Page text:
“No overtime” as a hiring marketing expense

From my perspective, companies that expect employees to work overtime are doing something wrong.  But a lot of the time, that does not get through to people.  They think “hours working = features completed”. There’s a lot of scientific evidence against this idea, but it still happens at a lot of places.  So I’ve decided to take a different approach with the argument:  You should have a “no overtime” policy at your company as a marketing expense.

Despite what some may think, developers don’t like crunch time.  That means if word gets out that your company has employees working lots of overtime, it is going to be a less appealing place to work.  All other things being equal, a developer would never choose to work at the place with frequent overtime. Continue reading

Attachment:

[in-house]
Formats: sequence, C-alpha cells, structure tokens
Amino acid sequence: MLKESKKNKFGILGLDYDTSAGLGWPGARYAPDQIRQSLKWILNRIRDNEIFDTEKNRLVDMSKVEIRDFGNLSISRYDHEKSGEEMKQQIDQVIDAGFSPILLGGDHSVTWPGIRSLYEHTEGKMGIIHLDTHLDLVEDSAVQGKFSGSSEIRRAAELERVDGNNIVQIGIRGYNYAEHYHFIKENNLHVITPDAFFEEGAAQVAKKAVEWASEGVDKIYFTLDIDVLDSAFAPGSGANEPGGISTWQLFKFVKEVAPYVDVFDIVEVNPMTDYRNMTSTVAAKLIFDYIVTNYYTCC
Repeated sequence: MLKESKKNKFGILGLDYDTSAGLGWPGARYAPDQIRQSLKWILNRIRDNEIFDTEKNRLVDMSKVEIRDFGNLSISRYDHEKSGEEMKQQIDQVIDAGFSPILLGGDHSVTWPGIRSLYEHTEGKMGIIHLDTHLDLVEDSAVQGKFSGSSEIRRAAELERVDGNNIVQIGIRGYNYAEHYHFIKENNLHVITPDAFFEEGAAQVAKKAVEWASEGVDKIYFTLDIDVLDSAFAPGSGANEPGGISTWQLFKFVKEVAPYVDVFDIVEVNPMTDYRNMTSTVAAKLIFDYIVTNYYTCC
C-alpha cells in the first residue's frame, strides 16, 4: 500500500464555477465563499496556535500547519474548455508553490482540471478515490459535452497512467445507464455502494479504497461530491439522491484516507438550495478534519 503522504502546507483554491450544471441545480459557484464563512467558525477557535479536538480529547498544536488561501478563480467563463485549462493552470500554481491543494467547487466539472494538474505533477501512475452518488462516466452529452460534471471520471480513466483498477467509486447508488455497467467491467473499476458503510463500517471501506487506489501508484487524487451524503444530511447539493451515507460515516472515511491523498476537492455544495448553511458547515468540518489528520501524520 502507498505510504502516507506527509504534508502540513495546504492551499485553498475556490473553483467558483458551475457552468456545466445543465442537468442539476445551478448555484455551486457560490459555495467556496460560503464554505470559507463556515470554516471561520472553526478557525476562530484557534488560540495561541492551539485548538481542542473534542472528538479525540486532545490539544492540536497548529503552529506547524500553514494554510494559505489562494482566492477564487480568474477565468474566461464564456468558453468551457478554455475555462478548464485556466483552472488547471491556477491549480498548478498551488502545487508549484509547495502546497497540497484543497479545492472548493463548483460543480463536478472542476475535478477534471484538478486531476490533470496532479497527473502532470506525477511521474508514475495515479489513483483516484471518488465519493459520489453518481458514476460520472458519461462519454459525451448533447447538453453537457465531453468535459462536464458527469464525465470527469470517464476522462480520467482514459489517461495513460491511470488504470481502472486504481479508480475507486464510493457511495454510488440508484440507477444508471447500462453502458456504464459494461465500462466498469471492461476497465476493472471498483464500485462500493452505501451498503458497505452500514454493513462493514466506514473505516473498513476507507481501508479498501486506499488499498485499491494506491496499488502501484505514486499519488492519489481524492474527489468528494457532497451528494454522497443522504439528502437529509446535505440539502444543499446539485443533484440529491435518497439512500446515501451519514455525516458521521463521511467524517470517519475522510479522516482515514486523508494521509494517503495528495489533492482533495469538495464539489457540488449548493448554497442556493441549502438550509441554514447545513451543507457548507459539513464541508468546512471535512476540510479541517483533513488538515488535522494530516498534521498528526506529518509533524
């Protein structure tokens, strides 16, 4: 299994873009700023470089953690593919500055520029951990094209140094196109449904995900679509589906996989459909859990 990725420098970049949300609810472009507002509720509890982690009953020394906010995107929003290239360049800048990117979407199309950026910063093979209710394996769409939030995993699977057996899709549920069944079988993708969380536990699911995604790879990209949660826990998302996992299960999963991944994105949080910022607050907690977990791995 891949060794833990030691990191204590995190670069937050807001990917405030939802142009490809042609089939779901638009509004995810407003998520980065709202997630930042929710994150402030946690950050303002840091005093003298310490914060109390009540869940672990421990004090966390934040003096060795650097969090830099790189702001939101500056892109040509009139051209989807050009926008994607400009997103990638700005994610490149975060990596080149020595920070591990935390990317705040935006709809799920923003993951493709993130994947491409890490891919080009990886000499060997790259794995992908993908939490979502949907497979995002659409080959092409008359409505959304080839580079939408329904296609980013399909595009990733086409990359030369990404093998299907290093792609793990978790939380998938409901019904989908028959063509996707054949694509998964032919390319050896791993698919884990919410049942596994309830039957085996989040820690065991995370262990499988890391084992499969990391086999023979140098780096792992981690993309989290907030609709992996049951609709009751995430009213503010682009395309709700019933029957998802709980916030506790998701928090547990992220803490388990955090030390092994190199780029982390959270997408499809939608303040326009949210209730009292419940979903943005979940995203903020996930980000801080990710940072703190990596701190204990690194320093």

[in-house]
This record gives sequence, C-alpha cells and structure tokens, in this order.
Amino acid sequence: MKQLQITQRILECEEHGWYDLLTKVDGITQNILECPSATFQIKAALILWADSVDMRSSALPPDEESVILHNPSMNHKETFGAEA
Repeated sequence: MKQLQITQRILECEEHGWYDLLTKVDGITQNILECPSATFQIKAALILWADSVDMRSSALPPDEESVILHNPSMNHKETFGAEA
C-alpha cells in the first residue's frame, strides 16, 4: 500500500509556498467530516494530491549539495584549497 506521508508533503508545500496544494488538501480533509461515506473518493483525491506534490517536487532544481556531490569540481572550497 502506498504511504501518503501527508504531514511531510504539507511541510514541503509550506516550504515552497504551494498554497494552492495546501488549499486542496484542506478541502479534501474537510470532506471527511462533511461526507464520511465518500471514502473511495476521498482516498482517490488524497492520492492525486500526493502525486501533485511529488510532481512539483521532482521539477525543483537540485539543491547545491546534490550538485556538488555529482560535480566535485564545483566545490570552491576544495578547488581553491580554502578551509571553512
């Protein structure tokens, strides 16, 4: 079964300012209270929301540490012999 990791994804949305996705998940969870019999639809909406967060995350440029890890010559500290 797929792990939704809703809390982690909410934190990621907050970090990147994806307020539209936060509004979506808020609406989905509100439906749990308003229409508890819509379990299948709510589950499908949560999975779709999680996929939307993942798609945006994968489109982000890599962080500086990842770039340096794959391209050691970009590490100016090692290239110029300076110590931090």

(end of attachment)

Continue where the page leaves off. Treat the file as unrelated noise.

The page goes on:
Should candidates be paid for time spent interviewing?

Everyone seems to agree that the way we interview people is broken.  I’ve heard the analogy that an interview is like asking someone to marry you after you’ve dated them for an hour.  I agree with this.  It’s a big commitment for both sides and there isn’t much time to figure out if you’re a good fit.  In an effort to avoid bad hires, a lot of companies are using longer interview processes:

  1. Some companies will give candidates an at home test to work on in their free time.  I’ve heard stories of these being side projects that take up to 2 weeks.
  2. Some companies want you to take a day off for a full day interview.
  3. Some companies want you to take a day off to actually work at the company for a day as a trail run.

Should a company pay for the time that a candidate spends interviewing?

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